How much (or how little) can you eat after bariatric surgery? How can you survive off of that??? Part II

Water jug.JPG

Last month I said I wanted to talk about how bariatric regain happens, but I first want to talk a little about hydration.  I was at the gym early last week and saw a woman with the water jug in the pic above.  I thought it was such a great idea I stopped her and asked her if she didn’t mind if I took a pic of it.  It is EXTREMELY important to make sure you get in your recommended amount of fluids everyday.  My doctor wants me to get in 64oz of water per day, but please make sure to talk to your doctor about the proper amount of water for you.

Keep in mind that after weight loss surgery, you will no longer be able to gulp down water like you used to.  Post-op, you are going to have to sip all day long to make sure you stay hydrated.  I know that sounds daunting, but that’s how it’s going to be unfortunately (and that’s a small price to pay for the benefits you will get out of surgery!).  And please, stay vigilant of the 30/30 Rule, which means no eating and drinking at the same time. You should not drink liquids between 30 minutes before and 30 minutes after your meal.

I myself have problems with getting it in my water too, to the point where I had a terrible muscle cramp in my arm that had me running to the ER because it was in my upper-left arm and it had me thinking it was more of a cardiac event.  Thank God it wasn’t, but it did make me more aware of the fact that I have not been getting in enough fluids, unless you count the coffee I had been going overboard on.  In addition, I was discussing my vitamin intake with my doctor, and it turns out that I have not been getting in the proper amounts either.  So I’ve got some work to do…

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Now, how do you regain weight after weight loss surgery?  Unfortunately, it’s pretty easy to do so.  There are a number of factors that come into play, some within your control and perhaps some that are not – reverting  back to old habits, getting addicted again to the sugar/carbs, and eating in excess of what your body needs etc.  According to a study published in the International Journal of Obesity, “Overall, up to 20% of all bariatric patients lose <50% of their excess weight and are considered surgical failures. The etiology of failed bariatric surgery is complex and most likely multifactorial; contributing factors include technical complications, patient-specific postsurgical eating habits and poor compliance with routine postoperative follow-up.”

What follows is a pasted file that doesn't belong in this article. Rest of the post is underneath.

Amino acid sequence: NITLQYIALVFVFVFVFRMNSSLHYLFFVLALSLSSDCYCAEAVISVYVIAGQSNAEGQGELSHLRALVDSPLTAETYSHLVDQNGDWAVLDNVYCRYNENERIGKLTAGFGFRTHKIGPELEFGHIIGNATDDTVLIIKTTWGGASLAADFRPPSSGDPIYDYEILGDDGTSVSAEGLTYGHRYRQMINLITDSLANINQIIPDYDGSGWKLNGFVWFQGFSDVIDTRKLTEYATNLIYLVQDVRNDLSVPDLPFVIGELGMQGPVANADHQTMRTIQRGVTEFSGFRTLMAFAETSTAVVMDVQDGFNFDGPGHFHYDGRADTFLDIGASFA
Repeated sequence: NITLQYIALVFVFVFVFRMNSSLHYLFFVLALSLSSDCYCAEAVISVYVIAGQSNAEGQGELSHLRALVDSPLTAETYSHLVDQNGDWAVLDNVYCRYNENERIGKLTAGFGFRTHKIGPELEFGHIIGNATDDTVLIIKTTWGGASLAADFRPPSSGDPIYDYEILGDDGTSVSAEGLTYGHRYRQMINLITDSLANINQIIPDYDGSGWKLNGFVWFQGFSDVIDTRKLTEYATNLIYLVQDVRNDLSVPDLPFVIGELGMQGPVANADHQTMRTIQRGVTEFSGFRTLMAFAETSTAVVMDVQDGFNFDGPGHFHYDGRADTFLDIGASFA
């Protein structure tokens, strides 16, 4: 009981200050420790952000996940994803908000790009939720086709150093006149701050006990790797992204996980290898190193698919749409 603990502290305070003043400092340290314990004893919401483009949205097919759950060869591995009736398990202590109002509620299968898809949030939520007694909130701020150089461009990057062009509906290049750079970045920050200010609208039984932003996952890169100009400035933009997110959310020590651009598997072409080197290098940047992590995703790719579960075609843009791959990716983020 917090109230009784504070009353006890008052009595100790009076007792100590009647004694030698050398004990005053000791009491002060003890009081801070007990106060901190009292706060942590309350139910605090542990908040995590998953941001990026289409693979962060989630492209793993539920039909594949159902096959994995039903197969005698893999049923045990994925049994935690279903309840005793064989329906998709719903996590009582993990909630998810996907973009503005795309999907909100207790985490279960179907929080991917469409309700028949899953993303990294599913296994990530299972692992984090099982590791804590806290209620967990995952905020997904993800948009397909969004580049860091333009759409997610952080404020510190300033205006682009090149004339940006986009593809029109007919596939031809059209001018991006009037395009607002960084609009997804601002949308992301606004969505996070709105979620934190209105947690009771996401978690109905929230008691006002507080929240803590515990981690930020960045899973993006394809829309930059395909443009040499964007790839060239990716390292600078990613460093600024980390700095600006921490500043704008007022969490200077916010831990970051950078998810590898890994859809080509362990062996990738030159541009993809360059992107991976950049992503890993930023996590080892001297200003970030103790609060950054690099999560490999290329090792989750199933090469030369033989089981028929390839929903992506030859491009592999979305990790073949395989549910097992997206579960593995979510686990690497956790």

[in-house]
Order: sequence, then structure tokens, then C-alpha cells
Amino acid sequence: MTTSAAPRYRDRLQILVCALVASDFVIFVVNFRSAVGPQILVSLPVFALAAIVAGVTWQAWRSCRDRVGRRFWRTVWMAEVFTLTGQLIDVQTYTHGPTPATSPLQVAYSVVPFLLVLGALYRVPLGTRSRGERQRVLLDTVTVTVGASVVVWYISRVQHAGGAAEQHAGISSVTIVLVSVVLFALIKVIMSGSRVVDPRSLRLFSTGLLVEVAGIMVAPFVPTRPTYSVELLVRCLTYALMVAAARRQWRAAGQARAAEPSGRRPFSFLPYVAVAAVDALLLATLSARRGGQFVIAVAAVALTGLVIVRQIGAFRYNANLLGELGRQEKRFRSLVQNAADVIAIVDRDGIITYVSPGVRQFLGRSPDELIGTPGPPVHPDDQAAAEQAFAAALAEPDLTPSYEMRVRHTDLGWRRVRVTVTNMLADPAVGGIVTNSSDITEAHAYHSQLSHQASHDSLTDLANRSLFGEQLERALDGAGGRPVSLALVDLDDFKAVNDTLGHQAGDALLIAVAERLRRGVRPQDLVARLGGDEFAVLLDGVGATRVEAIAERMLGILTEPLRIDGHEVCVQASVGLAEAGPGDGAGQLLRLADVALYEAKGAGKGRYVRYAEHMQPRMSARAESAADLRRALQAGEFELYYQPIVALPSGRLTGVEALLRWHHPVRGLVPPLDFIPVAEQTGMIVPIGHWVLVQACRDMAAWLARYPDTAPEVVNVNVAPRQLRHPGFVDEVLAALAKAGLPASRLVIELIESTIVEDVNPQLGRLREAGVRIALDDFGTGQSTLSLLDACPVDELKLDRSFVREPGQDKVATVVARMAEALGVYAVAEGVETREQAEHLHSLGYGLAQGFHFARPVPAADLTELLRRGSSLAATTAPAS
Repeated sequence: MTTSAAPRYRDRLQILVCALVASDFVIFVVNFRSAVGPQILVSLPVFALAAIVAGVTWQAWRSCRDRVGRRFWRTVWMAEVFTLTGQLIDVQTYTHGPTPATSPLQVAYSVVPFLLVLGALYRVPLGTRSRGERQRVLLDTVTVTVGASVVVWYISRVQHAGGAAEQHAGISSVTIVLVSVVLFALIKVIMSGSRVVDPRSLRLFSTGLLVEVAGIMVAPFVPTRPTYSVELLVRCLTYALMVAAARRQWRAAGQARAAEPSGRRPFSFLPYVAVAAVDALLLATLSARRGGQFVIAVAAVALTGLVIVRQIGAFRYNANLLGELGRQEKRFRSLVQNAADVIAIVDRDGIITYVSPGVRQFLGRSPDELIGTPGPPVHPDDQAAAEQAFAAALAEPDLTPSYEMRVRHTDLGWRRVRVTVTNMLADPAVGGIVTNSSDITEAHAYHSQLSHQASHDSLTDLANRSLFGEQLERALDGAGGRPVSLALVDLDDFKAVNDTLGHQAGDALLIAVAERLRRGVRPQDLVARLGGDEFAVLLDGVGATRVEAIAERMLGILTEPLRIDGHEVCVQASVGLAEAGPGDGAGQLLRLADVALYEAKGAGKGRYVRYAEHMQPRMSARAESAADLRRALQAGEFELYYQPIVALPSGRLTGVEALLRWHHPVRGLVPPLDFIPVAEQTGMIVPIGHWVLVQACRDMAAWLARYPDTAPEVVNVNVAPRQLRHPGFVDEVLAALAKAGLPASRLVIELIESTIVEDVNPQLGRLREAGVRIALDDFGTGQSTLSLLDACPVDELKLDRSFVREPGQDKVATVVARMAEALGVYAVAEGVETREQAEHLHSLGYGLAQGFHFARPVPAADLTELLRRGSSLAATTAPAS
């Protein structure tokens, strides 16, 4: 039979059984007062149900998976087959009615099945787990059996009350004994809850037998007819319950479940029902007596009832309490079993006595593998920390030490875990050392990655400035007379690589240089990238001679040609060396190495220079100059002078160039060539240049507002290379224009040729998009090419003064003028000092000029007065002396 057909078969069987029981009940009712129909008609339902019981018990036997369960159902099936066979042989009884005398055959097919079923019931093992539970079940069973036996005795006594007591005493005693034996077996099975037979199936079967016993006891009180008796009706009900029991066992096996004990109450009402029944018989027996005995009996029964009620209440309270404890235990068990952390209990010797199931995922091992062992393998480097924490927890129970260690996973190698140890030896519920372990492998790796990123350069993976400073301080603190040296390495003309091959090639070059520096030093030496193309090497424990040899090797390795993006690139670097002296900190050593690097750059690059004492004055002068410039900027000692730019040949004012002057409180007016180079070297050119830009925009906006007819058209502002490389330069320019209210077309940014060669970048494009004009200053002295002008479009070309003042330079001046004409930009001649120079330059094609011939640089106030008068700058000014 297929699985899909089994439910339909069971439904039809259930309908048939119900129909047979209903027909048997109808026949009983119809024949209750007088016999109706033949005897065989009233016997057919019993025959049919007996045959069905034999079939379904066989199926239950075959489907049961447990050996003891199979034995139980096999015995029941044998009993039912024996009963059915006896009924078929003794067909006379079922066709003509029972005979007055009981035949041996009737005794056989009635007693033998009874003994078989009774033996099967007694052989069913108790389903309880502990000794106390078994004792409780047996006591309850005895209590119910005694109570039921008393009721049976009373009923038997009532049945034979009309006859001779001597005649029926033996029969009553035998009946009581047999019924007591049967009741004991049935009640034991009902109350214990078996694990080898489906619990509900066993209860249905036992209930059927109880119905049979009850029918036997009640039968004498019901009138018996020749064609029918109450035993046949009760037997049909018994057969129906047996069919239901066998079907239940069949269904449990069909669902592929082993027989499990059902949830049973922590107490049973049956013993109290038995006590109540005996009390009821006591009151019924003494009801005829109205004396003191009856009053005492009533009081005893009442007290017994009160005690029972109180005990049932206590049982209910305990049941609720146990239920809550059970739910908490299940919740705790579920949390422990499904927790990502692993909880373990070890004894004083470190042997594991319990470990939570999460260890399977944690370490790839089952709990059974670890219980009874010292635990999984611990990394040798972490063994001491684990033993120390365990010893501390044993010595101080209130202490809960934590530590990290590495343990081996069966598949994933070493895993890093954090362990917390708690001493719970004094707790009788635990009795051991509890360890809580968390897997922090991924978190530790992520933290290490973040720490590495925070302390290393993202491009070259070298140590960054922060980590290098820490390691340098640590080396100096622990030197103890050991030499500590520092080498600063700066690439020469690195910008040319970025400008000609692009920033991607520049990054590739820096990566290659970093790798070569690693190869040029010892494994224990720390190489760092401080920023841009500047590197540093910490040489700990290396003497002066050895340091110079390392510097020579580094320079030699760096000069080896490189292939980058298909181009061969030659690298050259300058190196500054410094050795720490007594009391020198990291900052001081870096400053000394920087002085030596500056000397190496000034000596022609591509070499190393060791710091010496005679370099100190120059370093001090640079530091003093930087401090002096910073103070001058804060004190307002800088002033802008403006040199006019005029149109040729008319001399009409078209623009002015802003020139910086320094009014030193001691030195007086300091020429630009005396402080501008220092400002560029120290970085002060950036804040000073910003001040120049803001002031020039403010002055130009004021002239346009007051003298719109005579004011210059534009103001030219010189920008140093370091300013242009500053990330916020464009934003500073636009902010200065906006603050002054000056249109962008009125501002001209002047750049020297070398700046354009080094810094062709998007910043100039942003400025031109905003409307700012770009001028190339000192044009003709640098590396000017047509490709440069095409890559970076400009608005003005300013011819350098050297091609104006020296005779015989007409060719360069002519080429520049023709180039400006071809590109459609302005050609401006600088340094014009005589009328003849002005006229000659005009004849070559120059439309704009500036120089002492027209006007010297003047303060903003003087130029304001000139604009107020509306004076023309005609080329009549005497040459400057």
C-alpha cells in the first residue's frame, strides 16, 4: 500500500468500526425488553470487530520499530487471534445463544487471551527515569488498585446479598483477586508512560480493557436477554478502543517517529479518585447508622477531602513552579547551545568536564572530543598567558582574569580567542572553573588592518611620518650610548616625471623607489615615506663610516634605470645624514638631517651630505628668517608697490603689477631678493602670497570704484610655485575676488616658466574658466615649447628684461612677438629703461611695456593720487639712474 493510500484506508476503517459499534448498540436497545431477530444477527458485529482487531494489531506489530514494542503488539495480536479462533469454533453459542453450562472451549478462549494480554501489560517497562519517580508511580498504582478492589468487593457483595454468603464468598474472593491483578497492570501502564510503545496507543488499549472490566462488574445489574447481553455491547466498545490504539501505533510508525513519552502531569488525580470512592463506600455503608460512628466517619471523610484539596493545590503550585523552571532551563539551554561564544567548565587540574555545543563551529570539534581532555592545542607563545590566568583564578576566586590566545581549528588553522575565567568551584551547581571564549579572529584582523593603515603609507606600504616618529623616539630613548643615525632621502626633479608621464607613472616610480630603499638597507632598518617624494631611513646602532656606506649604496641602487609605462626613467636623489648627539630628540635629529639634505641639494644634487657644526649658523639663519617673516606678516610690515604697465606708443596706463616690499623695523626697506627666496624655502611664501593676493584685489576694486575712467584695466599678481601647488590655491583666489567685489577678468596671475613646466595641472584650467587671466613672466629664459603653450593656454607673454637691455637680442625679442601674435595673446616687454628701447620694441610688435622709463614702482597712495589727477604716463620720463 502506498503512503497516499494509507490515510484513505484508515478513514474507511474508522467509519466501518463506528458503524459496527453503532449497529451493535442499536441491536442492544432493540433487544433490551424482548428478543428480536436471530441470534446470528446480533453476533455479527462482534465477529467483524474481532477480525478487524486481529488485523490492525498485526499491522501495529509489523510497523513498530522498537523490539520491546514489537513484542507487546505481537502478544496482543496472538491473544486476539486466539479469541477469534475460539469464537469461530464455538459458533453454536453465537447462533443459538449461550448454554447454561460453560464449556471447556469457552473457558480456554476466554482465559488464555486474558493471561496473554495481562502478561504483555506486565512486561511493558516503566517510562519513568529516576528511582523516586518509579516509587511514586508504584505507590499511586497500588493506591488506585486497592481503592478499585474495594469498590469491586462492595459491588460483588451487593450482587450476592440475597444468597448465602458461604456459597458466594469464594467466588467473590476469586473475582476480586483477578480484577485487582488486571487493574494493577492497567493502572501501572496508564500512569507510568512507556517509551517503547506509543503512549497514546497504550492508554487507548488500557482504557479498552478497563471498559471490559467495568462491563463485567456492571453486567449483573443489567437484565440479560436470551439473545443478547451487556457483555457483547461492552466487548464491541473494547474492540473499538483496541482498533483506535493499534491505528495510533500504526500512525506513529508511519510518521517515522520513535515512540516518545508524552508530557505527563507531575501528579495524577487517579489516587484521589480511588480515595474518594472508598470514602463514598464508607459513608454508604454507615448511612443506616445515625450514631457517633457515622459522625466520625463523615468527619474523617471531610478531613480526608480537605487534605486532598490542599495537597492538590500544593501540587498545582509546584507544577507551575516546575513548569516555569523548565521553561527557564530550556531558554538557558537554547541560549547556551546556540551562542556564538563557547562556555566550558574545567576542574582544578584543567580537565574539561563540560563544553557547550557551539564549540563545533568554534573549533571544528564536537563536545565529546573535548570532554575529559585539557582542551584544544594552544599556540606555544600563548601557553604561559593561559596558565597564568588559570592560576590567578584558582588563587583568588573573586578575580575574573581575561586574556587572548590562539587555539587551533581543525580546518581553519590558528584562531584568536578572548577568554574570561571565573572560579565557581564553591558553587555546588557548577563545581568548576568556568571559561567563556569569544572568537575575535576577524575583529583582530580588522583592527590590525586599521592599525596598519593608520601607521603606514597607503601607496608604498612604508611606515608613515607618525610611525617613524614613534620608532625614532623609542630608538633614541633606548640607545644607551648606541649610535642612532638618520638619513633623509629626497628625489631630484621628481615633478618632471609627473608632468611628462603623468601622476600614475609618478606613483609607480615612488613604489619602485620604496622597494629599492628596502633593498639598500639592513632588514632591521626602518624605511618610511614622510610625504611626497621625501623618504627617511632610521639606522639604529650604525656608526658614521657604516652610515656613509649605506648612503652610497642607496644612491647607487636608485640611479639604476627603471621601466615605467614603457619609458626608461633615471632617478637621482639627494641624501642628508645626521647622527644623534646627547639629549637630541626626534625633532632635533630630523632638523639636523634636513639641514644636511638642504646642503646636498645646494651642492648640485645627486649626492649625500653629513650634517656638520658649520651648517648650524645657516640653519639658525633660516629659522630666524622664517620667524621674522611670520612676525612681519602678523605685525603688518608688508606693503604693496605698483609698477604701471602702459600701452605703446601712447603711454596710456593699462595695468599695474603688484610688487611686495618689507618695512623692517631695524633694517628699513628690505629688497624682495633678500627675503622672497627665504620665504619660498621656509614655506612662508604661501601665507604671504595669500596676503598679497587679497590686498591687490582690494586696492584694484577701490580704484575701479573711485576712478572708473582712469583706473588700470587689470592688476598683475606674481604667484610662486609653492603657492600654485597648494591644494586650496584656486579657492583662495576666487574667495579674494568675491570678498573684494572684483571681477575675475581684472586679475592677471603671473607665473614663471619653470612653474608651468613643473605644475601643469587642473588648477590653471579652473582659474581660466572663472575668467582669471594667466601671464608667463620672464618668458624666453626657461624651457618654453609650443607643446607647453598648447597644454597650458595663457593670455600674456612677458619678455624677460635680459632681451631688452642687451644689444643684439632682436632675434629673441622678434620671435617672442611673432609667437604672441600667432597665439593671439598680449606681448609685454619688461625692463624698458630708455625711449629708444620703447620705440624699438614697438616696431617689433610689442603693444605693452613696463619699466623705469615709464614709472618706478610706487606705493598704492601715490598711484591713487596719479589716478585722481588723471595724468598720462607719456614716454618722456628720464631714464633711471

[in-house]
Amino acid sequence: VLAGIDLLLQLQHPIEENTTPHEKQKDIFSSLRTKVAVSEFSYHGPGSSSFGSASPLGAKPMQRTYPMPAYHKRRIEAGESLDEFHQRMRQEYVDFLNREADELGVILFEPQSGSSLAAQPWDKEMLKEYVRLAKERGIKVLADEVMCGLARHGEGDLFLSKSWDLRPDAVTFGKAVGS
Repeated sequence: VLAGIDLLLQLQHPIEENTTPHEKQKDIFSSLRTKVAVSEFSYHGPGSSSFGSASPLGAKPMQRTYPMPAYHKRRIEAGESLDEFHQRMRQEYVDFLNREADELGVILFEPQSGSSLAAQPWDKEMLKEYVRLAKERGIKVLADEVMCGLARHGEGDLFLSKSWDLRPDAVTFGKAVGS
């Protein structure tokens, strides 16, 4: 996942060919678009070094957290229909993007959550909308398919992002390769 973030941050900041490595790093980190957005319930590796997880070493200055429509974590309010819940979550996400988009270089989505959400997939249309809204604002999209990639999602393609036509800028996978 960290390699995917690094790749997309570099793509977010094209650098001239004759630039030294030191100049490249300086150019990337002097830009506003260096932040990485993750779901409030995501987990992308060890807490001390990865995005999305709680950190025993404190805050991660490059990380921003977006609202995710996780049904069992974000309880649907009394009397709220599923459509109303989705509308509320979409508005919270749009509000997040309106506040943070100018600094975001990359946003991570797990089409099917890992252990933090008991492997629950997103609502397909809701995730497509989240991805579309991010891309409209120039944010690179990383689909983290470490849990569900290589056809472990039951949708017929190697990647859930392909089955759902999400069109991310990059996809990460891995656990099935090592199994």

I’m still in the “honeymoon phase”(the first 6-12 months after surgery where you get the greatest amount of weight loss), and I can see where I’ve had stalls or slowed loss during weeks where I’ve eaten too many calories – even on healthy low-carb foods (for example,  I didn’t realize that one cup of mixed nuts has almost a full day’s worth of calories, and I caught myself grazing on smoked almonds for the whole day!).  The “honeymoon phase” can trick you into thinking you are eating all the proper amounts…An article review published in Psychosomatic Medicine further explores the cause of post-op regain after the “honeymoon period”, noting that “in about 30% of patients, weight regain occurs at 18 months to 2 years after surgery. Binge eating behavior, which is common among the morbidly obese, may recur after surgery and is associated with weight regain. Energy metabolism may affect the outcome of bariatric surgery, but it has not been systematically studied in this population. Presurgery psychosocial functioning does not seem to affect the outcome of surgery, and psychosocial outcome is generally encouraging over the short term, but there are reports of poor adjustment after weight loss, including alcohol abuse and suicide.”

None of this is to scare you off from having bariatric surgery…it’s to open your eyes to what’s ahead of you.  It’s ALOT of work!  Proper meal planning, to me, is the biggest key factor in this whole process (second to balancing stress and your emotions, in my opinion).  Consult with your doctor and/or registered dietitian for help with meal planning, so you make sure you are always getting in enough protein.  Keep a bottle of water by your side at all times (I have a pitcher on my desk that I try to make sure I finish by the end of the work day).  And also speak with your doctor if you are having issues with managing sugar cravings; my doctor recommended chromium picolinate to help with this, and I do find this to be effective, but again, talk to your doctor to discuss what is best for you.

 

What do you all think?  I’d love to hear from you!

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